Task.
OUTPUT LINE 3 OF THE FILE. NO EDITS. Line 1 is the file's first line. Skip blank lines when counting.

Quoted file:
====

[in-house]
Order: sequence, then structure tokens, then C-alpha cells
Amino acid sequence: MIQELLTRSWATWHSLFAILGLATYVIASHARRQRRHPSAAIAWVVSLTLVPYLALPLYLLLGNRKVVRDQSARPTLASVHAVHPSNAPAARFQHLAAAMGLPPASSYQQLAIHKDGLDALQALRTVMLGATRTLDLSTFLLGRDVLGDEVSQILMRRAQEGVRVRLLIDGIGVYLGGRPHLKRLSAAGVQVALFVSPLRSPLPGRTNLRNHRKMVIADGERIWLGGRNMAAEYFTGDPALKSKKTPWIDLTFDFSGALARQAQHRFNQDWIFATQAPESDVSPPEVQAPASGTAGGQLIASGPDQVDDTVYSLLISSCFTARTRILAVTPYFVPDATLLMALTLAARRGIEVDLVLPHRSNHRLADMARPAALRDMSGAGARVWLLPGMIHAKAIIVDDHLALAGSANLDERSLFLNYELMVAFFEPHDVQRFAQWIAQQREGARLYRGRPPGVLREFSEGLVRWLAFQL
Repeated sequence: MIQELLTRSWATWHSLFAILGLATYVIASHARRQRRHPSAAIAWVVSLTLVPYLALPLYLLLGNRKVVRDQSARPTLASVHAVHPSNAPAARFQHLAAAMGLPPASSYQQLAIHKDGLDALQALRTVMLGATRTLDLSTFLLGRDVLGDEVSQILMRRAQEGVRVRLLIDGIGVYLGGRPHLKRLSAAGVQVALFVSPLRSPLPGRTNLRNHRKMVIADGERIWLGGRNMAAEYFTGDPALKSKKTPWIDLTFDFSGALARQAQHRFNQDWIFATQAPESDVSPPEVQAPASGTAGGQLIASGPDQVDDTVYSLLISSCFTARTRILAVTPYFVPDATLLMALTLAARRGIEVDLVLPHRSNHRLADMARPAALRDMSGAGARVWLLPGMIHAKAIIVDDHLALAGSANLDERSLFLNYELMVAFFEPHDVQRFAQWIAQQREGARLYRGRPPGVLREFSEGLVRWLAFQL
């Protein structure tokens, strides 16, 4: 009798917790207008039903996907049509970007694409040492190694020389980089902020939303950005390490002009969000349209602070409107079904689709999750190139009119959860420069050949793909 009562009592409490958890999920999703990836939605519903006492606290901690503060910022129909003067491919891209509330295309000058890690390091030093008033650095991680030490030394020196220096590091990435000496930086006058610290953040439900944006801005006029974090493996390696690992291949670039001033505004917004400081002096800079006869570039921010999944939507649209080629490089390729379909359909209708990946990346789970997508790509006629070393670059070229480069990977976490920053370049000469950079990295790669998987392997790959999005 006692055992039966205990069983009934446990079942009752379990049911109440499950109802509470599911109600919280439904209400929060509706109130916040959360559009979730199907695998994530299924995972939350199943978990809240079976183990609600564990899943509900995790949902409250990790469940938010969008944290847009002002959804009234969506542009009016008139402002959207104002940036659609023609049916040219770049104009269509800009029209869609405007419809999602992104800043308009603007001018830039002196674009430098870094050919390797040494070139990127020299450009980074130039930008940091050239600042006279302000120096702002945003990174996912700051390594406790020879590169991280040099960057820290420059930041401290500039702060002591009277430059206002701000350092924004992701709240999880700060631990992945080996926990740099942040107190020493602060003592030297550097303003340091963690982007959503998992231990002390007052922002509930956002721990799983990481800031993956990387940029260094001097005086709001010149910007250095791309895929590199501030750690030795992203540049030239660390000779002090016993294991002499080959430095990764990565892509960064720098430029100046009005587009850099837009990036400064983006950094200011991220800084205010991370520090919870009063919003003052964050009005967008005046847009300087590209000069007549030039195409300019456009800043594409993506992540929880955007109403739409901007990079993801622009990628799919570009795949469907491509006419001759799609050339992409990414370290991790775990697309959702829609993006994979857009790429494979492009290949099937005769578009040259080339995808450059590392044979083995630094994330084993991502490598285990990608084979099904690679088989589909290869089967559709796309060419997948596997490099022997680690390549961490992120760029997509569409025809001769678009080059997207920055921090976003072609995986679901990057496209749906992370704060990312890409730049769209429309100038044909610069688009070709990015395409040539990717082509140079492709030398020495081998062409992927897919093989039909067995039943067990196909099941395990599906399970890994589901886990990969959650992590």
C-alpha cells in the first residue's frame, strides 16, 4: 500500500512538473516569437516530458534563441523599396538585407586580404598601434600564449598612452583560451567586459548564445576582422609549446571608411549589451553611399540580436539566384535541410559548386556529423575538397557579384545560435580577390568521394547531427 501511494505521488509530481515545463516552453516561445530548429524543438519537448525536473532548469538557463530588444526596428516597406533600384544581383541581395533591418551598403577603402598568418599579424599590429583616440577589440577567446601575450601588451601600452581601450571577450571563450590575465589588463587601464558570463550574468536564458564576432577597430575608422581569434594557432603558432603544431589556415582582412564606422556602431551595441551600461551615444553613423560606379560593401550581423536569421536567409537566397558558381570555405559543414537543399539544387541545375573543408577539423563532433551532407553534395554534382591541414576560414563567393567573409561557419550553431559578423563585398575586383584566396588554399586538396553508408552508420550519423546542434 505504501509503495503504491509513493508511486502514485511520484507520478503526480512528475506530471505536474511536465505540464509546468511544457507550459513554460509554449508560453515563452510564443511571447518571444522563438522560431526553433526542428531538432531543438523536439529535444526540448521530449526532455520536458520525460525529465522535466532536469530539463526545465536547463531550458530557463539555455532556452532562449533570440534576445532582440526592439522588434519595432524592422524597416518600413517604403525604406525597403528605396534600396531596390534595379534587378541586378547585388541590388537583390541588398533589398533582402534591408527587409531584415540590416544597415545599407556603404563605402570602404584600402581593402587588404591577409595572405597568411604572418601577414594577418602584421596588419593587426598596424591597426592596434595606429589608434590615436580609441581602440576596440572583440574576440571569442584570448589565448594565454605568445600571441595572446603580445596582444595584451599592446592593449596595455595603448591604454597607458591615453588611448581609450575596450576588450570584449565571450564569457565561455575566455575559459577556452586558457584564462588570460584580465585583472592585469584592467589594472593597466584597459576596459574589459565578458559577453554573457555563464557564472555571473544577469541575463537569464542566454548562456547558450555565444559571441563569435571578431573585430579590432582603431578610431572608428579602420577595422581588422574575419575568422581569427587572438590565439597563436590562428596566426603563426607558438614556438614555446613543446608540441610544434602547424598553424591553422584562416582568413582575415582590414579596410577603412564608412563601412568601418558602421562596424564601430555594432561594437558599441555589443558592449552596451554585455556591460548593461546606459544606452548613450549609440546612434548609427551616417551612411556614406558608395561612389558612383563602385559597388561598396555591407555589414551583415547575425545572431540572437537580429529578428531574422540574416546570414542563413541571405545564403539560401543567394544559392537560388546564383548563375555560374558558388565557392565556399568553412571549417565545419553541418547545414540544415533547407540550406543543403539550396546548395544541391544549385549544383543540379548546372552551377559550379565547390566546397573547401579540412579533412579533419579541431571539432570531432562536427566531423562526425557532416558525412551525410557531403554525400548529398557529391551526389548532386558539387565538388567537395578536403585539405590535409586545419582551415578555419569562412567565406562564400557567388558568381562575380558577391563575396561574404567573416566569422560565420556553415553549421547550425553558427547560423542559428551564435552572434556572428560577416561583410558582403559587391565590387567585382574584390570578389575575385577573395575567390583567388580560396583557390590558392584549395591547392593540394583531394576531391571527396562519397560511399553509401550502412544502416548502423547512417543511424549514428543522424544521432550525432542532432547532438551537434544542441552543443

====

Amino acid sequence: MIQELLTRSWATWHSLFAILGLATYVIASHARRQRRHPSAAIAWVVSLTLVPYLALPLYLLLGNRKVVRDQSARPTLASVHAVHPSNAPAARFQHLAAAMGLPPASSYQQLAIHKDGLDALQALRTVMLGATRTLDLSTFLLGRDVLGDEVSQILMRRAQEGVRVRLLIDGIGVYLGGRPHLKRLSAAGVQVALFVSPLRSPLPGRTNLRNHRKMVIADGERIWLGGRNMAAEYFTGDPALKSKKTPWIDLTFDFSGALARQAQHRFNQDWIFATQAPESDVSPPEVQAPASGTAGGQLIASGPDQVDDTVYSLLISSCFTARTRILAVTPYFVPDATLLMALTLAARRGIEVDLVLPHRSNHRLADMARPAALRDMSGAGARVWLLPGMIHAKAIIVDDHLALAGSANLDERSLFLNYELMVAFFEPHDVQRFAQWIAQQREGARLYRGRPPGVLREFSEGLVRWLAFQL